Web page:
Not so long ago, my wife let me know as to how upset she was that I was still differentiating between our Mothers. She’d asked me to call them both Mom and I’d always sneak off to find a way to make them more addressable in my head. “Could I call them ‘Mom’ and ‘Mum’?”, I came back. “How would I know who’s who when I want to tag a photo?” I said frustrated. With that I’d escaped to the insensitive man-cave of logic. The surprise is that there is indeed a subtle rationality to what she was asking of me. I’ve pondered over and presented my case here.
We’re brought up in a world that values big goals over little ones, performance over uniqueness, scale over nurture, efficiency over engaged. Essentially we’re creating tradeoffs, but for women tradeoffs are absolutely useless. Imagine believing that you’re giving up on time with your child for time at work, or that you’re giving up your home for someone else’s? How would life work if these were indeed rational choices? In fact, how would things work at all without the simple belief that everything changes and the necessary encouragement this belief gives in making the choice presently? It is not that men discriminate more than is necessary. But it is that women are presented with truly difficult choices and they seem to be getting better at making them work. There is that inescapable argument that we’re missing out on developing this certain quality.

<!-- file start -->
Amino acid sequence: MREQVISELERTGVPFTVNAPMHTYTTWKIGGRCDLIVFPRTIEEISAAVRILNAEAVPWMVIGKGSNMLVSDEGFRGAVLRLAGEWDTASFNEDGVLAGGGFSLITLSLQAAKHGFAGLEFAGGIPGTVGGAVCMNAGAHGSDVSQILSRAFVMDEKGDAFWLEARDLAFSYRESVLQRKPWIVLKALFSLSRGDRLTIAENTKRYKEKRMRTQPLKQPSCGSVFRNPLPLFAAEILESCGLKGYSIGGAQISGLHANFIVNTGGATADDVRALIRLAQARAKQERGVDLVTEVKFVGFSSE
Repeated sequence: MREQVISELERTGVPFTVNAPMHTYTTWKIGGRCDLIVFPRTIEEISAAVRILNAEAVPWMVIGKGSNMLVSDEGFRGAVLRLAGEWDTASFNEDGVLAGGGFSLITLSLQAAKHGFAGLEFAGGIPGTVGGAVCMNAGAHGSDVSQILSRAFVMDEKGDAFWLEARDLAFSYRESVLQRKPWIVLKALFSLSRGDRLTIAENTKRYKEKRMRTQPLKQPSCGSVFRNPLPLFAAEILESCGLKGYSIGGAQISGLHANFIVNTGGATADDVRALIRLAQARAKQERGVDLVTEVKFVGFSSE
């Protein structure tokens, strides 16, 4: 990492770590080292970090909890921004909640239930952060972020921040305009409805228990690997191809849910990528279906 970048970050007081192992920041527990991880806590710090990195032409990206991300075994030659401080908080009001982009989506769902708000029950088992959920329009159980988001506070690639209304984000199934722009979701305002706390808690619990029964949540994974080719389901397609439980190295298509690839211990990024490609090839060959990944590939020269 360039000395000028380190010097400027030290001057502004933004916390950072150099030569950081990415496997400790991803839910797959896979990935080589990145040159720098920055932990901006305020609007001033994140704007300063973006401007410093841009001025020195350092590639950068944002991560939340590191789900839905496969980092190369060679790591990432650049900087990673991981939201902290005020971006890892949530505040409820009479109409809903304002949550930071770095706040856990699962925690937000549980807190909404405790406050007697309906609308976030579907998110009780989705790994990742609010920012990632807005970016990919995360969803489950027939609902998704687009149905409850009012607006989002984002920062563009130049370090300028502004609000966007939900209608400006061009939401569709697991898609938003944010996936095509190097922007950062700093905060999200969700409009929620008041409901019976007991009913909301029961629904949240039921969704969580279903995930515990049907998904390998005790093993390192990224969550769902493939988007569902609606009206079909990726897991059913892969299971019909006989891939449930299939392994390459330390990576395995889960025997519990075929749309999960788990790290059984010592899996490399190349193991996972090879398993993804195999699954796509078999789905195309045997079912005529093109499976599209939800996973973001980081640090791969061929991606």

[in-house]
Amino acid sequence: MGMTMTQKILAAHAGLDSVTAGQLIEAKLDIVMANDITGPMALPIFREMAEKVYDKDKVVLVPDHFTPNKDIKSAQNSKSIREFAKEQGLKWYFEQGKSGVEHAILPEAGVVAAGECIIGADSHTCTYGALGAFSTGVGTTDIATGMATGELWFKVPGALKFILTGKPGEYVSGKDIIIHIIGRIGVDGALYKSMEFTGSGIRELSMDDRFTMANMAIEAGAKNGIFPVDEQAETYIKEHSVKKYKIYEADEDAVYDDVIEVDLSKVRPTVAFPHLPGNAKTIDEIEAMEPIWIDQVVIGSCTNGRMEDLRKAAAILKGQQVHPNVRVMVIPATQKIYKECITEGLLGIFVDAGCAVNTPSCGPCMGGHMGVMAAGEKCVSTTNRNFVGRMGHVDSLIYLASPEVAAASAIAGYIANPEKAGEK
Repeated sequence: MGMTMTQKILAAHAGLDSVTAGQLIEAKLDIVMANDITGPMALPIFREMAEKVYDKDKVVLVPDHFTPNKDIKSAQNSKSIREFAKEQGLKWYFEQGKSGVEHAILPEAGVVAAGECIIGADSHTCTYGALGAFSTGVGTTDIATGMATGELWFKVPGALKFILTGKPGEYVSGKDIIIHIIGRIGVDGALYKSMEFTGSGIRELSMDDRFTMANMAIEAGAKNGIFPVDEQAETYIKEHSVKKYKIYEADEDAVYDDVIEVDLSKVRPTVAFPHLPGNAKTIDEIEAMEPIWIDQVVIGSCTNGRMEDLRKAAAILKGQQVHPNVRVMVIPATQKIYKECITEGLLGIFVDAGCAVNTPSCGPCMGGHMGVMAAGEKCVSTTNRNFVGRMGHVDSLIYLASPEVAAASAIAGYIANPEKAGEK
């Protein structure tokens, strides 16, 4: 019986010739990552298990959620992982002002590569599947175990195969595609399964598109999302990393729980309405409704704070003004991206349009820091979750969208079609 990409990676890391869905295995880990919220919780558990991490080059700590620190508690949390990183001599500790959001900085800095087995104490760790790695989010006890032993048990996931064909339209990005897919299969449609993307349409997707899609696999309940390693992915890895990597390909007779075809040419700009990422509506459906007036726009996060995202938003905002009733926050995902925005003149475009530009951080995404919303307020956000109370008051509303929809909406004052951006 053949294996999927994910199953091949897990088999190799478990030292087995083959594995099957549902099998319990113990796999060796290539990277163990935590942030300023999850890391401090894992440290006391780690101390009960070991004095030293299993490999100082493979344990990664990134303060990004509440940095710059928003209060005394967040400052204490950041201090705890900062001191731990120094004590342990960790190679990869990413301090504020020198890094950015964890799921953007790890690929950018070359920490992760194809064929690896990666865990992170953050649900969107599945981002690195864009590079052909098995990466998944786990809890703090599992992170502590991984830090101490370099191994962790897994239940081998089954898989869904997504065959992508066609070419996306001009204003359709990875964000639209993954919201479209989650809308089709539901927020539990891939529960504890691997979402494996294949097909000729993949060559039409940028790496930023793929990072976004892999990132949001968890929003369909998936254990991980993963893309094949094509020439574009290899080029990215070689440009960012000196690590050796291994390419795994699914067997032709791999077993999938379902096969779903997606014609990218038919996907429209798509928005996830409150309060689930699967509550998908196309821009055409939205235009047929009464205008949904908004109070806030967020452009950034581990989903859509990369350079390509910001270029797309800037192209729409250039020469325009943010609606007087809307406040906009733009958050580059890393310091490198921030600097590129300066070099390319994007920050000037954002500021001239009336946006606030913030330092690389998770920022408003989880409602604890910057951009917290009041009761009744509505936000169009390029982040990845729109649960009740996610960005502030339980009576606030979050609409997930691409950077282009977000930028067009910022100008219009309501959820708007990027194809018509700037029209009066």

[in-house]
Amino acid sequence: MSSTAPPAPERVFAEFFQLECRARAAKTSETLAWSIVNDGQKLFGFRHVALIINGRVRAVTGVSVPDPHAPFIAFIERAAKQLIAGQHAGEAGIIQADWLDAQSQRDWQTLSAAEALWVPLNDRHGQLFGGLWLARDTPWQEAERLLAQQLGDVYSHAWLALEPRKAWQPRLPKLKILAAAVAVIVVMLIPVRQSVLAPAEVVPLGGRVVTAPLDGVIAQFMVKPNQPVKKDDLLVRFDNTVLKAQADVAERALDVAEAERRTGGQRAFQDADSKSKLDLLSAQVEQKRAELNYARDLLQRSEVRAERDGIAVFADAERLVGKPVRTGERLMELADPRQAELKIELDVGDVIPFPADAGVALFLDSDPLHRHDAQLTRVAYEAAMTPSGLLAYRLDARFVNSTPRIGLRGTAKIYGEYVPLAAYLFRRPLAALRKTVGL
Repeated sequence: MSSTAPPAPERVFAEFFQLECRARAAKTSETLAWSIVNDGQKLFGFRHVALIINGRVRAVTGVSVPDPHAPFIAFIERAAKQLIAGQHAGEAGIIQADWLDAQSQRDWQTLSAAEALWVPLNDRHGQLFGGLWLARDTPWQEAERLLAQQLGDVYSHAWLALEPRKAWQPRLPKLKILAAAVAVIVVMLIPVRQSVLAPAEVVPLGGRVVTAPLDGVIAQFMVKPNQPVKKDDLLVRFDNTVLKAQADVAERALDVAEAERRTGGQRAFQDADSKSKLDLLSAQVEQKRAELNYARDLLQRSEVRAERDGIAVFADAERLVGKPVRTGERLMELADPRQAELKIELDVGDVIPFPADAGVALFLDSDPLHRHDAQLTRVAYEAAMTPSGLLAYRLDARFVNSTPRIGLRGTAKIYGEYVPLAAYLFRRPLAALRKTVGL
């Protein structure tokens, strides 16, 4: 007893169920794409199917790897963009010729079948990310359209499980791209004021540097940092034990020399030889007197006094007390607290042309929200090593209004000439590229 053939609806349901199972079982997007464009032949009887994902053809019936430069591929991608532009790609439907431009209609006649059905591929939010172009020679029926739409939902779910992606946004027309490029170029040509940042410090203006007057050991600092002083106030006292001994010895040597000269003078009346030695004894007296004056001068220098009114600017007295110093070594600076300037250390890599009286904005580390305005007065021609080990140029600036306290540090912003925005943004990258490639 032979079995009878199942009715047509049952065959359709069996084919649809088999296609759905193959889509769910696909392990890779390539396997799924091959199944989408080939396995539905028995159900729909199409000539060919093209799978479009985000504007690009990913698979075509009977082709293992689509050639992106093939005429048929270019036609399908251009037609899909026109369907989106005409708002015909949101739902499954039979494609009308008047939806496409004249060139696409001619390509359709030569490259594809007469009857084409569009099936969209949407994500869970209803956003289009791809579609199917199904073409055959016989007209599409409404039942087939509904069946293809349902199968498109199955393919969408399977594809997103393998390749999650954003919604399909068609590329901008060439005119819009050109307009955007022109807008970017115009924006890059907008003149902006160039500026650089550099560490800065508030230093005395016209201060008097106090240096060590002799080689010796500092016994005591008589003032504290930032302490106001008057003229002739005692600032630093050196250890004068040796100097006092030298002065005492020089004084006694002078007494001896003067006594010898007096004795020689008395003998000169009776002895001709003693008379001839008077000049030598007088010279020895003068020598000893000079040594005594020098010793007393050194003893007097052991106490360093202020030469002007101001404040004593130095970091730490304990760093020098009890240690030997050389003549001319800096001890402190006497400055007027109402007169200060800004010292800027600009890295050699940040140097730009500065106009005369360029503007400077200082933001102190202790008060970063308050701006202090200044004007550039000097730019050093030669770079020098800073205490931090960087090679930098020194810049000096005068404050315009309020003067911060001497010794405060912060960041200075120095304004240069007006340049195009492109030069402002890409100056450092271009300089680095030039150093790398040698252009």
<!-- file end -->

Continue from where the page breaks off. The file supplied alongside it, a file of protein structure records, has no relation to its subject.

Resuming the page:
I face difficult choices as I go along and I do need to get better at them. Just the other day someone I respect stated with a razor-like clarity that if one were to build and take a product to market, the founders better be 100% committed. This is how the product startup eco-system works and it’s fair if we think about the expectations of those invested. Anyhow what’s right isn’t the point. Let’s look at it another way. The act of choosing could’ve easily dissuaded Zuckerberg, Gates – should I leave Harvard to build Facebook, Microsoft? and the Google founders – finish PhD. or start a Search company? If these choices appear to be straightforward through their eyes, think of the many Gates’, Zuckerbergs, Brins and Pages who did not build a Google, Microsoft, or Facebook in favor of a Harvard, or a Stanford. Reality is that we won’t know a good thing until and unless we see it through.
Women make such choices work out all the time. They’re figuring out how to be themselves and yet be a part of a workforce dominated by men. They’re figuring out how to be good homemakers and yet play a meaningful role in the world outside their homes. They’re figuring out how to be a good Mother and yet grow their career. They’re figuring out how to be a good Daughter and yet found a new family. They’re applying what is universally acknowledged to be a key Business leadership trait*. They’re doing this at the level of an entire gender that accounts for half of everything on this planet. Indeed, what if they were running things?
Dedicated to the Women who’ve helped breath life into this post. Wish you a Happy Woman’s day.